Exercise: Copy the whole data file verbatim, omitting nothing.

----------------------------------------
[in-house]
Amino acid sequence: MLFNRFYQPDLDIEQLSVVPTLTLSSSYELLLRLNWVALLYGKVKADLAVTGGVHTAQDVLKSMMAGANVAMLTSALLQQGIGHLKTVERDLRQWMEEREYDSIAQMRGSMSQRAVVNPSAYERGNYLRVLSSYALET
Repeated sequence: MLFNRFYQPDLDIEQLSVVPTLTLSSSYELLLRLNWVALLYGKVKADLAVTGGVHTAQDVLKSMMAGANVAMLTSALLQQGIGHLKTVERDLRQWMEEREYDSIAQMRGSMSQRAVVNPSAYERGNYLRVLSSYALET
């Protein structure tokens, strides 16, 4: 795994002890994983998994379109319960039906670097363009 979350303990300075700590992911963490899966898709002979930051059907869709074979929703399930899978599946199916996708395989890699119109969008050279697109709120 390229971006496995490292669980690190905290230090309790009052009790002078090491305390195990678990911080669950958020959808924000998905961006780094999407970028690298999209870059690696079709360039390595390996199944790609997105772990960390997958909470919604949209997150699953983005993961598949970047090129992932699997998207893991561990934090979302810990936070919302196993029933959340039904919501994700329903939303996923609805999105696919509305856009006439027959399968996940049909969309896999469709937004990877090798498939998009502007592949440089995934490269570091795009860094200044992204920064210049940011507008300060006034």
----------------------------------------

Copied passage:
[in-house]
Amino acid sequence: MLFNRFYQPDLDIEQLSVVPTLTLSSSYELLLRLNWVALLYGKVKADLAVTGGVHTAQDVLKSMMAGANVAMLTSALLQQGIGHLKTVERDLRQWMEEREYDSIAQMRGSMSQRAVVNPSAYERGNYLRVLSSYALET
Repeated sequence: MLFNRFYQPDLDIEQLSVVPTLTLSSSYELLLRLNWVALLYGKVKADLAVTGGVHTAQDVLKSMMAGANVAMLTSALLQQGIGHLKTVERDLRQWMEEREYDSIAQMRGSMSQRAVVNPSAYERGNYLRVLSSYALET
């Protein structure tokens, strides 16, 4: 795994002890994983998994379109319960039906670097363009 979350303990300075700590992911963490899966898709002979930051059907869709074979929703399930899978599946199916996708395989890699119109969008050279697109709120 390229971006496995490292669980690190905290230090309790009052009790002078090491305390195990678990911080669950958020959808924000998905961006780094999407970028690298999209870059690696079709360039390595390996199944790609997105772990960390997958909470919604949209997150699953983005993961598949970047090129992932699997998207893991561990934090979302810990936070919302196993029933959340039904919501994700329903939303996923609805999105696919509305856009006439027959399968996940049909969309896999469709937004990877090798498939998009502007592949440089995934490269570091795009860094200044992204920064210049940011507008300060006034």